Johnnie Dodds: The Man Who Had a Plan

The Dodds family at the dedication of Johnnie Dodds Boulevard. Left to right: Robert Dodds, Joan Dodds, Flo Dodds, John Dodds III, Marilyn Davey, Mayor Johnnie Dodds, Carolyn Nason and Cathy Joyner.
The Dodds family at the dedication of Johnnie Dodds Boulevard. Left to right: Robert Dodds, Joan Dodds, Flo Dodds, John Dodds III, Marilyn Davey, Mayor Johnnie Dodds, Carolyn Nason and Cathy Joyner.

Johnnie Dodds Boulevard is the workhorse of Mount Pleasant’s infrastructure. The roughly three-mile stretch of U.S. Highway 17 from the Ravenel Bridge to the Mark Clark Expressway hosts tens of thousands of cars daily and, after a major improvement project completed in 2013, looks great doing it.

But a transportation corridor – or anything, for that matter – bearing the name of the former Mount Pleasant mayor had better be impressive.

Dodds was in the town’s top office from 1976 to 1984, and his leadership helped bring Little League, the Charleston County Library System, a hospital and more East of the Cooper.

He also spurred Mount Pleasant’s first land-use master plan and zoning ordinances, prompting The Post and Courier on more than one occasion to refer to him as the “mayor who prepared the town for unprecedented growth.”

“My father had a vision for the town where families flourished and all its citizens enjoyed a good quality of life,” said John Dodds, Johnnie’s son and a Mount Pleasant attorney.

Mount Pleasant’s boom over the past three decades indicates a mission accomplished in that regard.

SETTING UP FOR SUCCESS

New Mayor Johnnie Dodds is sworn into office by Judge Thomas Lowndes. His wife, Flo Dodds, stands witness.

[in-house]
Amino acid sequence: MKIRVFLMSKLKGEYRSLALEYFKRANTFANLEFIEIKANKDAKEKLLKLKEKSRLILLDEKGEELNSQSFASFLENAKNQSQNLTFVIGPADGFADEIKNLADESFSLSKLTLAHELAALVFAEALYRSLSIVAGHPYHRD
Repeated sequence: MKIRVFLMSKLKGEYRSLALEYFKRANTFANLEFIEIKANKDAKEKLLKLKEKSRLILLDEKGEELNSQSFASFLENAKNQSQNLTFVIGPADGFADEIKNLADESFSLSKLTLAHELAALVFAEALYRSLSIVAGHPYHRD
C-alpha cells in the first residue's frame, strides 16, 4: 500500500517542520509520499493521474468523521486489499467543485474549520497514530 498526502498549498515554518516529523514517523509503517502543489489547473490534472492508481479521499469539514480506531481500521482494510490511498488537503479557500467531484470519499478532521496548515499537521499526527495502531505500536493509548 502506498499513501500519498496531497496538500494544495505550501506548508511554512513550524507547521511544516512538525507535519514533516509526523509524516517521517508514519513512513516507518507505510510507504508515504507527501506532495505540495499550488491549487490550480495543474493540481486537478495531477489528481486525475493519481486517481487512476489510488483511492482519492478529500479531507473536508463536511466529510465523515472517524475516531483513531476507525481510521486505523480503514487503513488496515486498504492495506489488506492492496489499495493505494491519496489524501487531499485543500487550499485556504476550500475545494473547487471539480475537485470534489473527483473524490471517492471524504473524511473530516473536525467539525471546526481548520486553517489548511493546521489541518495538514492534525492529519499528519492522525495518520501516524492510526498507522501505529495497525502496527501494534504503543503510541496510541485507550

New Mayor Johnnie Dodds is sworn into office by Judge Thomas Lowndes. His wife, Flo Dodds, stands witness.

Even a brief glimpse of Dodds’ life and record reveals an impressive prescience in at least two key areas: identifying future public needs and talent in others – a pair of skills essential for municipal leaders.

A case in point: Both of Dodds’ sons, John and Robert, mentioned the hiring of staffers Joel Ford and Colleen Jernigan in the 1970s as particular highlights for their father. Jernigan, who long served in the town Finance Department, was so relied on that former Town Administrator Mac Burdette called her the most important town employee during her 28-year career.

Ford, meanwhile, was integral to the first master plan development. He also went on to create the Old Village Historic Commission and Mount Pleasant Design Review Board, worked on the annexation of Dunes West and helped institute development impact fees, which have kept town tax rates among the state’s lowest.

“Dad had a knack for hiring talented young people to important positions,” Robert Dodds said.

Of course, Johnnie Dodds’ nurturing of talent was evident well before his time with the town. He once coached a young ballplayer named Joe Riley, who turned out to be a pretty good mayor himself across the Cooper River.

GETTING STUFF DONE

With issues identified and support staff in place, Dodds’ aptitude for uniting others behind his vision was a critical last step for success.